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Sunday, August 9, 2015

Happy Ameriversary!

There's something about an anniversary that brings out Introspective Alison.

A few days ago, I was leading some of my patients through Orientation Group (a daily review of the Who, What, When, Where, and Why of their lives in brain injury rehab).  Midway through the group, I stared at the date I'd written on the whiteboard and realized: It was an anniversary!

It was August 5, my three year Ameriversary.

I can easily remember that I moved back to America on August 5 because Nostalgic Alison (aided by Procrastinating Alison) kept the receipt for my PEK - CID flight saved on my desktop for years after I'd actually returned.  I blogged about that receipt in this post, which chronicles God's faithfulness to me during my first year back in America.

On my 6-month anniversary of living in Asia, I wrote a little post called Chinaversary.  It was a list of the hard and good things the Lord gave me in my first semester as an English teacher in China, including:
  • Overnight train rides that I thought would never end
  • Eating animals and plants I didn't even know existed
  • The blockage of almost all my favorite websites
  • The 60th birthday of the PRC
  • A brown Christmas
  • Cooking without cheese
  • Baking without butter
  • Carrying on my most valued relationships by Skype and e-mail
  • Teaching 190 sweet, motivated, delightful students
  • Having my assumptions challenged
  • Seeing God's word through fresh eyes (not mine)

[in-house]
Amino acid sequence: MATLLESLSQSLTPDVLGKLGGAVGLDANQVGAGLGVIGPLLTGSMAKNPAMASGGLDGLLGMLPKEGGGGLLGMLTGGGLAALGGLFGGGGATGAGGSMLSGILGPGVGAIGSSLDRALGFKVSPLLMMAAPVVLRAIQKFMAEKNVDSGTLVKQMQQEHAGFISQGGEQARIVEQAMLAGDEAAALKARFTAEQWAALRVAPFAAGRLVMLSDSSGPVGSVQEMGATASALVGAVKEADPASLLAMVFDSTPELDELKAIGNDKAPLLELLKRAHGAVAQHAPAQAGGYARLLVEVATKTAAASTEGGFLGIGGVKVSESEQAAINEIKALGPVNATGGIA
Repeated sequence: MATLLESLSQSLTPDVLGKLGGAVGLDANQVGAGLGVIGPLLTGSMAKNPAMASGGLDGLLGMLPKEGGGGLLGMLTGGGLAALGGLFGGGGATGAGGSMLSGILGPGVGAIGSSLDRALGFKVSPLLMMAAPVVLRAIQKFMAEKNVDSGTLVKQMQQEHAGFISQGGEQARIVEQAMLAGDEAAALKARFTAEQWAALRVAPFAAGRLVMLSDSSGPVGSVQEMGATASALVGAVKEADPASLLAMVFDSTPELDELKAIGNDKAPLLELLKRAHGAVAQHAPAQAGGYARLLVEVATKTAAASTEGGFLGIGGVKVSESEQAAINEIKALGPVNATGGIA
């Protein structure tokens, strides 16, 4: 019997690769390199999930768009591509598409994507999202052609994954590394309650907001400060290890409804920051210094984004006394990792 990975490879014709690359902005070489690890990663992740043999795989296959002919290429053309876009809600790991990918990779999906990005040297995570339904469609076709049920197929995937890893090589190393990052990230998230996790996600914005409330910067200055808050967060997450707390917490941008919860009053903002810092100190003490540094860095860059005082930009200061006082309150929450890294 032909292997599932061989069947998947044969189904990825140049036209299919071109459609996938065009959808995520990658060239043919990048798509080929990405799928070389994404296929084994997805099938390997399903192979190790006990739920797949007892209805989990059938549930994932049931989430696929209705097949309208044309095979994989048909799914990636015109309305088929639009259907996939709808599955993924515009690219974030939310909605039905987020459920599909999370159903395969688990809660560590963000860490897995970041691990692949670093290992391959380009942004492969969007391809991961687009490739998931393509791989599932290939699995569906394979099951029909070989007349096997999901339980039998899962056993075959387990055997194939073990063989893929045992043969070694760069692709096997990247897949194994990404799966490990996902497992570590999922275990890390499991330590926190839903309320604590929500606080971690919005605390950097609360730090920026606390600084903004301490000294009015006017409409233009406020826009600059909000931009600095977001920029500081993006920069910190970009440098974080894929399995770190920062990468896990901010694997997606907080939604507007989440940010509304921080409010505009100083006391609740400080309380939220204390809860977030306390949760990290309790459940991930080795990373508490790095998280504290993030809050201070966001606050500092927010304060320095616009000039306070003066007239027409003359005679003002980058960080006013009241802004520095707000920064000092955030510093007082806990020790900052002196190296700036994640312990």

• Being the fastest bicyclist on the street instead of the slowest
  • Joy, purpose, and satisfaction
This week I'm reflecting on some of the hard and good things the Lord has given me in three years back in America, including:
  • Cooking with cheese
  • Baking with butter
  • Being in the same country as my family for my sister's wedding and the birth of my brother's babies.
  • Finding a job
  • Re-learning how to be a speech therapist
  • Finding a church
  • Living in a sweet old Mansion with my friends
  • Breathing clean air, and everything that clean air lets me see: Sunsets, clouds, and stars.
I am so grateful for an easier return than I ever expected, and for the many good things and good people that fill my life here in Iowa.  In reflection, I would say the hardest things about returning to the States are these two:

1)  I am forever split.  The people that I love, the places I want to be, and the person that I am are all divided between two continents.  There are parts of me that emerge only in China; for example, the part of me that gets on a stage to sing songs to a packed house because in the China-fabulous world of being a foreign teacher, part of your job is to entertain.

And there are the people.  I can't just gather up all the people I care about and keep them with me in the same country.

If I'm here, I miss there.  If I'm there, I miss here.

However, even as I have missed people on both sides of the planet, I've also realized:

2)  Life goes on.  When I flew away to China in 2009, all my relationships in America were frozen in time.  The friends I had in 2009 are the friends I thought I would return to in 2012.  But life went on.  People got married, had kids, moved away, moved on.  I moved too; my home base in 2009 was not the town I moved back to.  I was unprepared for how hard it would be to re-join the relationships I still had, and to re-build a social circle to replace the one that had inevitably changed while I was away.  Three years later, this is still hard.

Now that I'm here, my ties in Asia are likewise changing and weakening.  My former students are getting jobs, spreading across the country, getting married, moving on.  If I moved back there, I would have the same challenge as I've had here: build up the friendships that still exist, and then start fresh, building relationships with a brand new bunch.

In spite of these difficulties, the experiencing of living in another place -- really living, not just visiting -- has made both the going and the coming back completely worth it. 


LisaM said...

Yes. And yes. I am also forever split. I joke and say that my experiences messed up my life for ever, but it's 100% totally worth it. So glad you agree with me!

Alison said...

Yes! You have lived this multiple times and in 2 countries! Thanks for commenting.